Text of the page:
Seeding over corn for weed control


Joined
May 31, 2022
Messages
3
Reaction score
0
Location
Portland Oregon
Country
United States
Hello all, I have done a little digging and found some information but it's not exactly what I was looking for. What I would like to do is get something st
0334bf.jpg
arted along with or after I plant sweet corn to control weeds. I have tried some ideas that don't quite give the results I'm looking for, so I'm looking for suggestions from other folks who have done similar. It's not technically companion planting because I don't need anything that is usually suggested and I have 100 feet of three rows (1 foot spacing in the rows and 2 feet between them), and planting something like cucumbers or pole beans would cost 100x what I pay for a couple ounces of seeds. The one thing I can find is to plant something like clover or annual ryegrass between the rows. So I'm wondering is if overseeding after the corn has got going (not just planting a row in between), or even at the same time I plant the corn, would get me decent weed control. And I wonder if planting a nitrogen fixer such as clover would give the corn all the fertilizer they need. The root of the problem is that the neighbors on either side of me have what amounts to 50% weeds in their hay (our development was once a hay field) that they rarely mow, and everything I plant gets carpet bombed with weed seeds once they start to mature
Sad
 
Ad

Advertisements

Meadowlark

Gardner, Angler, Adjunct Professor, and Rancher
Joined
Feb 5, 2019
Messages
1,097
Reaction score
937
Location
East Texas
Hardiness Zone
8
Country
United States
.... So I'm wondering is if overseeding after the corn has got going (not just planting a row in between), or even at the same time I plant the corn, would get me decent weed control. And I wonder if planting a nitrogen fixer such as clover would give the corn all the fertilizer they need. The root of the problem is that the neighbors on either side of me have what amounts to 50% weeds in their hay (our development was once a hay field) that they rarely mow, and everything I plant gets carpet bombed with weed seeds once they start to mature
Sad

It is doubtful that overseeding with a legume by itself AFTER corn planting would provide sufficient Nitrogen. Now, if you had covered cropped that area in a legume and turned it under prior to planting your corn, it might have been enough. ( It also would have substantially reduced your weed problem).

Corn is a very heavy feeder, especially on Nitrogen and the more N2 you can add naturally the better. Also, you will see far less weed seeds year after year if you cover crop it BEFORE panting the corn. The cover crop will reduce those maturing seeds that reach your garden remarkably.

Here is an example....this is an alfalfa cover crop on my to be planted corn rows that stayed in place from last summer to this spring before I planted my corn. The corn growing there now has very minimal weeds, virtually none with hay fields all around the garden. The key is regular application of this technique and never leaving your intended garden space bare or open to wind born seeds. This works for me.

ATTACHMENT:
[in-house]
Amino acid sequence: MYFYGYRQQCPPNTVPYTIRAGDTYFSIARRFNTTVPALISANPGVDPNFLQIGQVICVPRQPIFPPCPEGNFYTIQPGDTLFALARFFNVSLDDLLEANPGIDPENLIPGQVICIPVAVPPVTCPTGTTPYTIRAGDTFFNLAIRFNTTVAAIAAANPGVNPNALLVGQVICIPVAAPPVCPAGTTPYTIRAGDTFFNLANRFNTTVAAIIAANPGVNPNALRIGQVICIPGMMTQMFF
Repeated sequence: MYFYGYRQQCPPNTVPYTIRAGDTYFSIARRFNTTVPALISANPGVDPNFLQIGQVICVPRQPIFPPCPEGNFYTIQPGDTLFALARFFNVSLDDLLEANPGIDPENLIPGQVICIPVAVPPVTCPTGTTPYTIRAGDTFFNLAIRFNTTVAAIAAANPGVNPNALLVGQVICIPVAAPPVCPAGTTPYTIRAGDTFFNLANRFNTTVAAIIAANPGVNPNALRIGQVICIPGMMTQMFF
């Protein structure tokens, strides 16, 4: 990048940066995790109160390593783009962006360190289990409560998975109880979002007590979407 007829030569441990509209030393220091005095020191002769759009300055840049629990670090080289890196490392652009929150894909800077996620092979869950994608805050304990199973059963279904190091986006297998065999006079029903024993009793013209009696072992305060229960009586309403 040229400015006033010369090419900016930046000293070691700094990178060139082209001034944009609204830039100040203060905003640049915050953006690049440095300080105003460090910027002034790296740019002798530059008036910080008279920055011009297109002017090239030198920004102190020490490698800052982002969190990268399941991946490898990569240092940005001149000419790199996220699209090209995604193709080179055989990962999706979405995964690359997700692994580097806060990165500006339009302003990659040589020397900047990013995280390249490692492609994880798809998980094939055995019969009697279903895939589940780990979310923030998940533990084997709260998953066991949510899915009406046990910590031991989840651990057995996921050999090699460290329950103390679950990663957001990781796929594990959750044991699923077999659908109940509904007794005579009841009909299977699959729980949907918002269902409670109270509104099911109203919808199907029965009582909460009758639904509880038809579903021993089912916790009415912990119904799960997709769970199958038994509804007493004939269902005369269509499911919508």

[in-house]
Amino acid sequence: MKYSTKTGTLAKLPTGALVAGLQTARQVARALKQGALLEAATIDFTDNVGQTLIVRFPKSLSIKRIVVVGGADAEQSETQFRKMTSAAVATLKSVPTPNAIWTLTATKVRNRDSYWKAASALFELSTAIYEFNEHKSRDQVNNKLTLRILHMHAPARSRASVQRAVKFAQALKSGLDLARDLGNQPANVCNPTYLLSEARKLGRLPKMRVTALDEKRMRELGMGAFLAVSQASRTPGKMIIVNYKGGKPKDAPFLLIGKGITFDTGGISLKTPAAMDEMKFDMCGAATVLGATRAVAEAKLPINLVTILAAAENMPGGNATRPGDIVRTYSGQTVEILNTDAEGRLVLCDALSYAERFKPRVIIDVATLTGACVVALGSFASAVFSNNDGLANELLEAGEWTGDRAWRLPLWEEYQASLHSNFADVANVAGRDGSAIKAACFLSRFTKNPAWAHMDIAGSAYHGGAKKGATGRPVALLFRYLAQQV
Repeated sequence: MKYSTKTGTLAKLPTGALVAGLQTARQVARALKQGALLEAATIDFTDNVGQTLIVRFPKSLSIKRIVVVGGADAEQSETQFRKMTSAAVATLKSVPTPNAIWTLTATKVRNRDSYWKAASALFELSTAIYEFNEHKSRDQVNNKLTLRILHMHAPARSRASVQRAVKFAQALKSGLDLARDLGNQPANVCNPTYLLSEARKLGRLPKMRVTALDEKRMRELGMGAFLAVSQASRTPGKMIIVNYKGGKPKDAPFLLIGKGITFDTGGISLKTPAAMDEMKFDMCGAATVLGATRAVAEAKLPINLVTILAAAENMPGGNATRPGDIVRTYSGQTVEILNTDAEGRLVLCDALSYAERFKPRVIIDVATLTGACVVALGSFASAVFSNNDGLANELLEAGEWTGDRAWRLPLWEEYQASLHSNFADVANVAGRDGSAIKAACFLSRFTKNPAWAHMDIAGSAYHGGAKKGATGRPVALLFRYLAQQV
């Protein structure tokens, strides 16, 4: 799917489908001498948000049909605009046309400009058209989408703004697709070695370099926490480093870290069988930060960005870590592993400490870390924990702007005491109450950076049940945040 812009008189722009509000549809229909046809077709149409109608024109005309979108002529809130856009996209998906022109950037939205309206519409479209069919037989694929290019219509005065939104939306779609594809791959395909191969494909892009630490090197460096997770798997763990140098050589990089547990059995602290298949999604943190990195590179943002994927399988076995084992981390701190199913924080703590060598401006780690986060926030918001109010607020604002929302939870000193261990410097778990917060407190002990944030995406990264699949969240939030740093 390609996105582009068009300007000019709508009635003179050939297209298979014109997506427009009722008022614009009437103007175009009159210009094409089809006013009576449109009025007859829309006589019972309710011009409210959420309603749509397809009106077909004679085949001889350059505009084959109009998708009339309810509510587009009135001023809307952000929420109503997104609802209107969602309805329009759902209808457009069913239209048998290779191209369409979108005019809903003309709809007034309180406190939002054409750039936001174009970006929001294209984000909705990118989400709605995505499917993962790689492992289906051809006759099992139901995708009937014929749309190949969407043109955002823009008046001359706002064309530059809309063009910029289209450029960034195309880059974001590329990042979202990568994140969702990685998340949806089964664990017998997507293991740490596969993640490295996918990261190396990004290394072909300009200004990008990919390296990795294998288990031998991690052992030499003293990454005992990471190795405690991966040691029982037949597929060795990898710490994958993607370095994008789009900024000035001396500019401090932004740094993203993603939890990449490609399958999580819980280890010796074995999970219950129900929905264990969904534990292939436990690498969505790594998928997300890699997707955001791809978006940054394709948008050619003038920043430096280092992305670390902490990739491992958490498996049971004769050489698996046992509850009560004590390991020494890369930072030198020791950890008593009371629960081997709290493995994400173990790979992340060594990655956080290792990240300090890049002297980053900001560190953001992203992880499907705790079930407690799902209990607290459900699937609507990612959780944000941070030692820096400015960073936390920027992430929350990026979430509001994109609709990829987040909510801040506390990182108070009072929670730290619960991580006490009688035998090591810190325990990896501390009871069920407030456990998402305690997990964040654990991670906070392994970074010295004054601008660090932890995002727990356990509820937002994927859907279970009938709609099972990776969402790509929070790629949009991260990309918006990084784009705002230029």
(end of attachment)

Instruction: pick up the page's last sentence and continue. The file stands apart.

alfalfa 2 2022.JPG




Here is the same area planted in three staged crops of corn presently..

corn plantings 2.JPG
 
Last edited:
Joined
May 31, 2022
Messages
3
Reaction score
0
Location
Portland Oregon
Country
United States
Thanks so much for that! I've seen suggestions to plant annual ryegrass too. Do you think a pound of seeds would be enough? I have around 600 sq. ft. to work with.
 

Meadowlark

Gardner, Angler, Adjunct Professor, and Rancher
Joined
Feb 5, 2019
Messages
1,097
Reaction score
937
Location
East Texas
Hardiness Zone
8
Country
United States
Probably not enough. You want a thick stand for a cover crop. I usually use something like 1 pound of seed per 100 sq. ft for annual rye grass cover plus mix in a quality legume seed like a clover of your choice.
 
Joined
May 31, 2022
Messages
3
Reaction score
0
Location
Portland Oregon
Country
United States
So if I plant in the fall and till it up in the spring will that work? Or do you just plant the corn into it? We don't get much frost here, all the perennial herbs that aren't supposed to survive through the winter do anyway, so it won't likely die back. With our lousy weather this year it's not even dry enough to till yet so I won't likely be picking corn until the end of September.
 

Meadowlark

Gardner, Angler, Adjunct Professor, and Rancher
Joined
Feb 5, 2019
Messages
1,097
Reaction score
937
Location
East Texas
Hardiness Zone
8
Country
United States
Yes, you could plant the cover crop in late summer/early fall including legumes and till it under in spring when you prepare your seed bed. You might consider shredding the cover crop first in spring which will make it easier to be assimilated into the soil. Remember to rotate and not plant your corn in the same place each year.
 
Ad

Advertisements

Joined
Apr 20, 2018
Messages
211
Reaction score
69
Hardiness Zone
zone 6b
Country
United States
fyi i listen to meadowlark on corn and all of a sudden i get full ears. but it does
take 1 year of cover crops and legumes
 

Ask a Question

Want to reply to this thread or ask your own question?

You'll need to choose a username for the site, which only take a couple of moments. After that, you can post your question and our members will help you out.

Ask a Question

Top